It was diagnosed as T1-G3 with CIS. Much discussion and after looking at biopsies it was decided to have an RC. This was because the tumor had invaded some of the vascular area of the bladder. Turns out to be the correct decision as the tumor in reality invaded into the muscle wall (T2a). Dr. Hafez calls the night before the surgery, just checking in with you, how are you doing? It is very nice to have a surgeon who has this level of care. Surgery was September 21, 2005. I remember in pre-op urinating thinking I will not be doing this again that way ever again. After two months of cramps I was more than ready to part with it. I had significant pain every time I urinated, in the end it was attributed to scaring of the bladder wall.

Surgery was not that bad, yes it was long, yes it was major, but I was sitting up in bed that night talking with my wife and the next day was walking down the hall. Spent six days in the hospital, the bowels awakening was the biggest issue and discomfort that I had. The surgery site was a bit uncomfortable, but not what I would call painful. In a teaching hospital you are visited by about ten doctors per day, once in the morning and once in the evening, I was extremely pleased with the level of care at U of M, really reinforced my opinion that I had made the right choice as opposed to the local hospital (the one that did not have a Velcro Foley band). Discharged six days later.

Returned to outpatient clinic about a week later to get staples pulled, which felt wonderful, really could start to move with them out and a week later had the Foley pulled which was three weeks post surgery. Managed to void using the new equipment that day in the office. Incontinent for a bit for a few days, within a week continent during the daytime 100%. Nighttime is more of a struggle; I have 4 straight nights of continence only to be disappointed on night five.

Pathology indicated that the tumor had progressed into the muscle layer which confirms the reason for the RC in the first place, had I waited I would have had a very different outcome. Fortunately the lymph nodes all 30 of them clear as are the margins. The Oncology department at U of M said to wait for chemo if ever. I still have a CT scan, CXR, Urogram to go through, which I expect to be a regular occurrence for the next few years. As I had a Grade 3 which proved to be quite aggressive I need to be watchful for a long time. Anyone diagnosed with a Grade 3 needs to be very cautious of any treatment; delay in my case of a few months waiting for an urologist to do a two minute procedure delayed my diagnosis. And two TURB’s did not find the muscle invasion. Still am puzzled why the wait, it took me longer to read the pamphlet on a cystoscope than it took for him to do it, two minutes at the most, for this I waited two months.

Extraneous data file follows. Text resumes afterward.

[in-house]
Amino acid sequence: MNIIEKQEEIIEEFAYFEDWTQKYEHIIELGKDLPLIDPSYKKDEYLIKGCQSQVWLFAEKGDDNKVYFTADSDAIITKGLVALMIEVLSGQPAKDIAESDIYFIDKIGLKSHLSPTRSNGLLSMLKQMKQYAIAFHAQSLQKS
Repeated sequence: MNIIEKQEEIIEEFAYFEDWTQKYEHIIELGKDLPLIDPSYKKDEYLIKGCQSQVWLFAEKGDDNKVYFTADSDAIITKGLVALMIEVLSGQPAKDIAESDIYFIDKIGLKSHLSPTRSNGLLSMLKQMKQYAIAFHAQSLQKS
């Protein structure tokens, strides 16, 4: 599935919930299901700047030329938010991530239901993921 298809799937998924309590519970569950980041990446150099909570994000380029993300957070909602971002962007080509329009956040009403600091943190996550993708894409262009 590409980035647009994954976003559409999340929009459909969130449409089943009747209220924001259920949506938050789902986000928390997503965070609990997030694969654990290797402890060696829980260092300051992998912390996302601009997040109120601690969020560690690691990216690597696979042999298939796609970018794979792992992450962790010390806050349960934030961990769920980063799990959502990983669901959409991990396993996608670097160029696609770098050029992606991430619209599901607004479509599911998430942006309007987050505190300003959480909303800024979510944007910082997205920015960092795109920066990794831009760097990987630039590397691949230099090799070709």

Returned to work on week seven, no real problems, intestines still a bit touchy, but no real problems. People’s perceptions are probably the biggest issue. I think that people have not heard of this operation they have no clue what to expect. Some think you are relegated to handicap status. I am trying hard to dis-prove this, walking constantly, working and returning to the fire department in December. I also plan on running in the St. Patrick’s Day race with my son (who is 17) and trying to make a decent finish of it.

Yes, it was a big deal but now that it is over it does not seem that bad. I felt worse after the first TURB. Couple of lessons, local urologists are not always a good choice, my local did not want to do nerve sparing, indicated that he had zero interest in that problem He could do it, but did not want to (took too long?). I had the nerve sparing which I am thankful for, it avoids more surgery later, and it sure is nice to be able to function without a pump, injection or other device. Second advice is to go to a large hospital that does many of these per year, what a difference in care between the University of Michigan and local hospital. A loving and caring spouse carried me through my more miserable times; I managed much better when she was with me as opposed to being in the hospital alone. I am also thankful for the many kind people on this web site that emailed me and walked me through what to expect. I had a very good idea of what was going to happen and what to expect. I spoke with one of them who indicated that it was his policy to give back to those who helped him through the endless questions. And in turn I feel the same way, this was not the end of my life, I am in better health, have a better relationship with my wife and just generally look at things a bit different after this.

For this facing this issue, feel free to email me, thanks again to all on this site who have helped!

Update, September, 2006: It has been more than a year since the diagnosis, and about 12 months past surgery. Life is good, daytime 100%, nighttime 99.5%, the only time I have an issue at night is when I work very long hours, other than that I do not wear anything extra. I continue to have good CT scans, dropping down to twice per year, just had a colonoscopy two months ago to check on some minor bleeding. Fortunately the cause was nothing serious, just your garden variety hemorrhoids. A possible problem for those with RC’s as you need to strain to urinate, that and a balky intestinal tract post surgery probably contributed to this problem. A urinalysis every few months which is so non-invasive I almost look forward to it after a year of pokes in prodding in areas of my body that I never thought possible.

I had the nerve sparing which I am also grateful for, Dr. Hafez work his magic in that area and all is functioning well. I shudder when I think of the first doctor who wanted to remove prostrate and said he had zero interest in pursuing the nerve sparing option. I am also thankful I went to a large hospital at University of Michigan. The level of care at that facility was heads and shoulders above what I saw locally. There are many fine hospitals, I am recommending anyone considering this, go to a place that does quite a few of these. There was nothing that I encountered in the hospital that the nursing staff and residents had not seen before.

I finished my degree (BBA in business management at Northwood University) during this adventure, actually took two independent study classes right at surgery time. I made it my goal to move past this and get on with life. That is not to say that I do not think about this every day, sort of hard to forget it when you are in the shower and see a fading scar south of your navel, or every time you urinate. But trust me, I am very thankful and am not complaining, far from it.

Dave, RC September 21, 2005